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November 7, 1864: Dayton

November 7, 2014

Tailings

Mine Tailings, Virginia City; by Tom Hilton, on Flickr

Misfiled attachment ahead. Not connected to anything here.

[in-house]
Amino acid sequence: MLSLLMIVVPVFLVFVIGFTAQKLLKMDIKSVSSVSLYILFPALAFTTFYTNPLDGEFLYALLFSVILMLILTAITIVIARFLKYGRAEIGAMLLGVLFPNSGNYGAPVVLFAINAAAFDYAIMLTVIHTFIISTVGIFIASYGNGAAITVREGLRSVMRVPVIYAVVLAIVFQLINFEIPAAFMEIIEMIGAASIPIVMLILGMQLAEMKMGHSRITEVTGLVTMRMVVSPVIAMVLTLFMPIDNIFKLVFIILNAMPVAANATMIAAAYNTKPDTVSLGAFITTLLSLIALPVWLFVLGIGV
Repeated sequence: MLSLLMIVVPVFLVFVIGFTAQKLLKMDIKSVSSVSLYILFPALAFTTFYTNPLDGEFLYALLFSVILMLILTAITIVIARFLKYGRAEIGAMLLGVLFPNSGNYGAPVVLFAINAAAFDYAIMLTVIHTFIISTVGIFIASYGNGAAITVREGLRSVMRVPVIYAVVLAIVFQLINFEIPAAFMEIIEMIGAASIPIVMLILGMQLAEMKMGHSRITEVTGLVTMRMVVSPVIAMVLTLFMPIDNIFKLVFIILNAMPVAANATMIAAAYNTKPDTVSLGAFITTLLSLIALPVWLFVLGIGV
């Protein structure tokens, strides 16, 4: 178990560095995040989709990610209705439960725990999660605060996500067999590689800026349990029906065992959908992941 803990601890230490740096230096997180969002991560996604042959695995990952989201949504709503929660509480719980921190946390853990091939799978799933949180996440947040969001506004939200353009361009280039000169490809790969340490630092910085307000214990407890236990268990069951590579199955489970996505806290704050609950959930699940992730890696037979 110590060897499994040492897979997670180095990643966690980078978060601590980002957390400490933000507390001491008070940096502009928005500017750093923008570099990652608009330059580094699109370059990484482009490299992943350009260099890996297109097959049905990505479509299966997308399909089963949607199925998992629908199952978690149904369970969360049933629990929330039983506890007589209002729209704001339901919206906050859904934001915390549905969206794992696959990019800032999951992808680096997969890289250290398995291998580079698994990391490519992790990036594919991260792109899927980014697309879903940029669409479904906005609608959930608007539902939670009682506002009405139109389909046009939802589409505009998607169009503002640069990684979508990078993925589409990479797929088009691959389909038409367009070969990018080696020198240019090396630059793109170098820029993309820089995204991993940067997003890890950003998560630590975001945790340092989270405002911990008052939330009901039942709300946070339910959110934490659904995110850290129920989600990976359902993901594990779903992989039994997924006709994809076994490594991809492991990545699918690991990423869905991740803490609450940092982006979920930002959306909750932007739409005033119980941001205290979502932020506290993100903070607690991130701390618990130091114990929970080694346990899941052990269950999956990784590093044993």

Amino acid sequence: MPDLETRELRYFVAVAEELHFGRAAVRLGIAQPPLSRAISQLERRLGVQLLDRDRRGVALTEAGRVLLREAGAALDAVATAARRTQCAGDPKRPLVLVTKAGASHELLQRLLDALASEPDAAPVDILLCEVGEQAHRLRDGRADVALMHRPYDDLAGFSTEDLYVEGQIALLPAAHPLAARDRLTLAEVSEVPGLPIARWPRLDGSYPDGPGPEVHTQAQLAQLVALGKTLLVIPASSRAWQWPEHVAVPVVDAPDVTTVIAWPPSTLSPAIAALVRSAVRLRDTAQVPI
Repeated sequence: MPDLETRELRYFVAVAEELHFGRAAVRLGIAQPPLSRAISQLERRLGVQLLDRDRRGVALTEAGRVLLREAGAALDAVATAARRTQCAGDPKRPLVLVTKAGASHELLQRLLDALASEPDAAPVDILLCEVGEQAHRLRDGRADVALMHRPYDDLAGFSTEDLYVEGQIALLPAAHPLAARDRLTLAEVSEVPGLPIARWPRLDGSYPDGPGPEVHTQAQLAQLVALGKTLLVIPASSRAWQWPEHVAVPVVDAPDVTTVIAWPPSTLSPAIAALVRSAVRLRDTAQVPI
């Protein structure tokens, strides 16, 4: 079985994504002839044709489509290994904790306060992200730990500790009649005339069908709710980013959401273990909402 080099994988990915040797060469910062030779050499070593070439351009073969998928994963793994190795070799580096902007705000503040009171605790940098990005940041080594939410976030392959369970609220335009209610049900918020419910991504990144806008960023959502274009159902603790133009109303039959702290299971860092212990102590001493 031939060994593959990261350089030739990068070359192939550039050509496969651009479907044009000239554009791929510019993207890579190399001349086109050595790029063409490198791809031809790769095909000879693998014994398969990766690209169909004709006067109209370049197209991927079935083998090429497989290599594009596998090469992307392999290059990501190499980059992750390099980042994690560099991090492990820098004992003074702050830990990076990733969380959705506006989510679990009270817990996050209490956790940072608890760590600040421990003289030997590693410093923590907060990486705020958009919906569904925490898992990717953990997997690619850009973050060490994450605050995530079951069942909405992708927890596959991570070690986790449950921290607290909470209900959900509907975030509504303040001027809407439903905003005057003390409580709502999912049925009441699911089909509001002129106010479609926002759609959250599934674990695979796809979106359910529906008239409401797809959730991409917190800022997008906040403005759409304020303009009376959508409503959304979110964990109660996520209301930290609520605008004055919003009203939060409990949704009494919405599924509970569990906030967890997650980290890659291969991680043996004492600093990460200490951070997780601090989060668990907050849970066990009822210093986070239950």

[Today] I went home with a Mr. Hill, who lives near Dayton, on the Carson River about ten miles from Virginia City. He works tailings from the mills by the patio process. Many of these tailings are very rich in silver still, for the mills fail to get it all out. Often over a hundred dollars per ton is left. The patio process is Mexican, and this is probably the only place in the United States where it is used. Great wooden floors are laid on the ground, tight, with a rim around, like a dish or tub, forty-five feet in diameter and fifteen inches deep. Into this are put the tailings—a mixture of sand and sticky mud—to the depth of ten or twelve inches. Some salt, sulphate of copper, and quicksilver are sprinkled in, and after the mass is moistened it is tramped with horses. Every day for a short time horses are driven round and round in this mud, for a month or more, when the process is finished. More of the chemicals are added from time to time as the process goes on. When finished, the mass is washed in sluices, the mud carried away by water and the amalgam left. This process, which looks so rude, extracts the silver cleaner than any of the so-called refined and perfected processes. This man is getting rich working over tailings, which he must buy at the mills. The horses are poor old “plugs,” picked up wherever he can get them cheapest. They get very poor and look comical enough, stained by the sulphate of copper—white horses, with green legs and tails, and blue and yellow spots over them, streaked and speckled and miserably poor.

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